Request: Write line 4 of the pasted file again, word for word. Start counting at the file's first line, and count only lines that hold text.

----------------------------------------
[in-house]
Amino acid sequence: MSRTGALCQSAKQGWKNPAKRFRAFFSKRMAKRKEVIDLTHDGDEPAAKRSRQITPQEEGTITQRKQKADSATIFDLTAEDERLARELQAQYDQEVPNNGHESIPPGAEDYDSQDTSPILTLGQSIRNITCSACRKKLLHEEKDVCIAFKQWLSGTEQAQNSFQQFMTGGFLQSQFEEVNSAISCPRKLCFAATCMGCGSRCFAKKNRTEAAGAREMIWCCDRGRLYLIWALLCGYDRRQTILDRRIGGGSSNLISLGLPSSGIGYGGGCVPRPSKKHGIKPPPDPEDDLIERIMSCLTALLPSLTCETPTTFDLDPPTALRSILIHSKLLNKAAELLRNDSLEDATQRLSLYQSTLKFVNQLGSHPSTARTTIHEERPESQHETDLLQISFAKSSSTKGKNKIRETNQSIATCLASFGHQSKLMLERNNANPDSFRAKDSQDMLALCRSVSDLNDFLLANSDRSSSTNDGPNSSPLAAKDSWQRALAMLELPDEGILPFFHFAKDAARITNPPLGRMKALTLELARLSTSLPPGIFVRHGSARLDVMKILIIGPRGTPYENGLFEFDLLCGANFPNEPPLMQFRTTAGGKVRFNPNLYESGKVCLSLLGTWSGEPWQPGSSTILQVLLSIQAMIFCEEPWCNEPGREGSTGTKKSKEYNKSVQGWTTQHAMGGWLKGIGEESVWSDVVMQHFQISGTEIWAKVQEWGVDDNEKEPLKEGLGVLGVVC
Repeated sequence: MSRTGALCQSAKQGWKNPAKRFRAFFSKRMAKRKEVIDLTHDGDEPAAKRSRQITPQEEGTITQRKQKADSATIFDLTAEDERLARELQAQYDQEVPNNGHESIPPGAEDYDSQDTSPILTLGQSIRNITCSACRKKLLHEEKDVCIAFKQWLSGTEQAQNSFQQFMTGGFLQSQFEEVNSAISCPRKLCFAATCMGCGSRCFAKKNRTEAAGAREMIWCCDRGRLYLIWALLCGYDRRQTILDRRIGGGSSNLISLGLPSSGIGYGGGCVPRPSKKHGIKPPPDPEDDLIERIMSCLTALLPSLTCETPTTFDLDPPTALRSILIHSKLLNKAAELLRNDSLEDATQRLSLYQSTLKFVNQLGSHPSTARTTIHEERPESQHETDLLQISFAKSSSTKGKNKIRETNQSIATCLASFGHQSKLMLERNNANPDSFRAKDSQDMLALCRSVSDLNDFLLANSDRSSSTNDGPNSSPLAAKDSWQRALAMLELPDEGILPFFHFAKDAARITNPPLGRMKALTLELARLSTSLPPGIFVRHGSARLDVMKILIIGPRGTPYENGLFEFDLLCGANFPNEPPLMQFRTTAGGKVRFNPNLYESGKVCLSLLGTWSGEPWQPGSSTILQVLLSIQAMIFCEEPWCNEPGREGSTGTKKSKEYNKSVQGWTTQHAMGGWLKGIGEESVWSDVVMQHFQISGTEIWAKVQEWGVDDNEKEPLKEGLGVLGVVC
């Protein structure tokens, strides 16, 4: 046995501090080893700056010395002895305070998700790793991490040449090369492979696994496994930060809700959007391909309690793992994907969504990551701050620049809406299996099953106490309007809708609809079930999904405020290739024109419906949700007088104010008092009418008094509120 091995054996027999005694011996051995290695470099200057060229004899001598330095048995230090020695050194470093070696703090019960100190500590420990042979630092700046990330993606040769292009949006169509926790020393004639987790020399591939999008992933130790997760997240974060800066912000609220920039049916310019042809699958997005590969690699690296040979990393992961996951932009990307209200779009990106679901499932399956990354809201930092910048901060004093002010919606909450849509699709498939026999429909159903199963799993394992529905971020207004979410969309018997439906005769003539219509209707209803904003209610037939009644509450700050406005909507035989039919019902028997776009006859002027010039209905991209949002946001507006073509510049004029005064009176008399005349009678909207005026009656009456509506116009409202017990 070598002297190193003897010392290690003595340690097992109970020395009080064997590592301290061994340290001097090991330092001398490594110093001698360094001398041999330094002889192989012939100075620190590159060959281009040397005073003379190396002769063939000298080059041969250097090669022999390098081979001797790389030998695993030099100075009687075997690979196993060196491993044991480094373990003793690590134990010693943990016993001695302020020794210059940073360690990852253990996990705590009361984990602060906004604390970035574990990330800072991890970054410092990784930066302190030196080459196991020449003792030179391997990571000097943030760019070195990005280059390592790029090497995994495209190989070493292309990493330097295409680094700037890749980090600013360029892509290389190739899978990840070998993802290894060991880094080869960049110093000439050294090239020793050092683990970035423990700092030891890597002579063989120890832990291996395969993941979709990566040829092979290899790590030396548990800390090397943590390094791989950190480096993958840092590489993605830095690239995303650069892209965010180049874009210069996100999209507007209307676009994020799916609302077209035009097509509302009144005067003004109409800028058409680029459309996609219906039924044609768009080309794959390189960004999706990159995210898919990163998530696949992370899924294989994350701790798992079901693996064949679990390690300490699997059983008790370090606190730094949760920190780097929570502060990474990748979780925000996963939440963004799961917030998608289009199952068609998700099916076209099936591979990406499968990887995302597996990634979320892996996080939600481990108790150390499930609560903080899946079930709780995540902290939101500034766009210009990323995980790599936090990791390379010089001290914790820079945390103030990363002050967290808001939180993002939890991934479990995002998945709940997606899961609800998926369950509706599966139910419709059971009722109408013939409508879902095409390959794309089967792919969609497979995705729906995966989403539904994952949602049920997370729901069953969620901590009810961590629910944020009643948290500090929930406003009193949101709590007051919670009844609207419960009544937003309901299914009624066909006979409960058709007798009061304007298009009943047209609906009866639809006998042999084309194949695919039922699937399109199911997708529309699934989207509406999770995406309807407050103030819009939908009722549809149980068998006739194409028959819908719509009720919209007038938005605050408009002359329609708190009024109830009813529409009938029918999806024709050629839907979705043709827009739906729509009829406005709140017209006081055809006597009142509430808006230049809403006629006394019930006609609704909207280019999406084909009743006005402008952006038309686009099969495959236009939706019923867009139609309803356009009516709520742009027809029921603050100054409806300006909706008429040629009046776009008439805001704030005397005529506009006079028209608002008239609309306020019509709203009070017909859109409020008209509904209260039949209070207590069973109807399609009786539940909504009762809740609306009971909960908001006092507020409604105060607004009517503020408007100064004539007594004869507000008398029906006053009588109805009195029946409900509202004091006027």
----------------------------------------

């Protein structure tokens, strides 16, 4: 046995501090080893700056010395002895305070998700790793991490040449090369492979696994496994930060809700959007391909309690793992994907969504990551701050620049809406299996099953106490309007809708609809079930999904405020290739024109419906949700007088104010008092009418008094509120 091995054996027999005694011996051995290695470099200057060229004899001598330095048995230090020695050194470093070696703090019960100190500590420990042979630092700046990330993606040769292009949006169509926790020393004639987790020399591939999008992933130790997760997240974060800066912000609220920039049916310019042809699958997005590969690699690296040979990393992961996951932009990307209200779009990106679901499932399956990354809201930092910048901060004093002010919606909450849509699709498939026999429909159903199963799993394992529905971020207004979410969309018997439906005769003539219509209707209803904003209610037939009644509450700050406005909507035989039919019902028997776009006859002027010039209905991209949002946001507006073509510049004029005064009176008399005349009678909207005026009656009456509506116009409202017990 070598002297190193003897010392290690003595340690097992109970020395009080064997590592301290061994340290001097090991330092001398490594110093001698360094001398041999330094002889192989012939100075620190590159060959281009040397005073003379190396002769063939000298080059041969250097090669022999390098081979001797790389030998695993030099100075009687075997690979196993060196491993044991480094373990003793690590134990010693943990016993001695302020020794210059940073360690990852253990996990705590009361984990602060906004604390970035574990990330800072991890970054410092990784930066302190030196080459196991020449003792030179391997990571000097943030760019070195990005280059390592790029090497995994495209190989070493292309990493330097295409680094700037890749980090600013360029892509290389190739899978990840070998993802290894060991880094080869960049110093000439050294090239020793050092683990970035423990700092030891890597002579063989120890832990291996395969993941979709990566040829092979290899790590030396548990800390090397943590390094791989950190480096993958840092590489993605830095690239995303650069892209965010180049874009210069996100999209507007209307676009994020799916609302077209035009097509509302009144005067003004109409800028058409680029459309996609219906039924044609768009080309794959390189960004999706990159995210898919990163998530696949992370899924294989994350701790798992079901693996064949679990390690300490699997059983008790370090606190730094949760920190780097929570502060990474990748979780925000996963939440963004799961917030998608289009199952068609998700099916076209099936591979990406499968990887995302597996990634979320892996996080939600481990108790150390499930609560903080899946079930709780995540902290939101500034766009210009990323995980790599936090990791390379010089001290914790820079945390103030990363002050967290808001939180993002939890991934479990995002998945709940997606899961609800998926369950509706599966139910419709059971009722109408013939409508879902095409390959794309089967792919969609497979995705729906995966989403539904994952949602049920997370729901069953969620901590009810961590629910944020009643948290500090929930406003009193949101709590007051919670009844609207419960009544937003309901299914009624066909006979409960058709007798009061304007298009009943047209609906009866639809006998042999084309194949695919039922699937399109199911997708529309699934989207509406999770995406309807407050103030819009939908009722549809149980068998006739194409028959819908719509009720919209007038938005605050408009002359329609708190009024109830009813529409009938029918999806024709050629839907979705043709827009739906729509009829406005709140017209006081055809006597009142509430808006230049809403006629006394019930006609609704909207280019999406084909009743006005402008952006038309686009099969495959236009939706019923867009139609309803356009009516709520742009027809029921603050100054409806300006909706008429040629009046776009008439805001704030005397005529506009006079028209608002008239609309306020019509709203009070017909859109409020008209509904209260039949209070207590069973109807399609009786539940909504009762809740609306009971909960908001006092507020409604105060607004009517503020408007100064004539007594004869507000008398029906006053009588109805009195029946409900509202004091006027």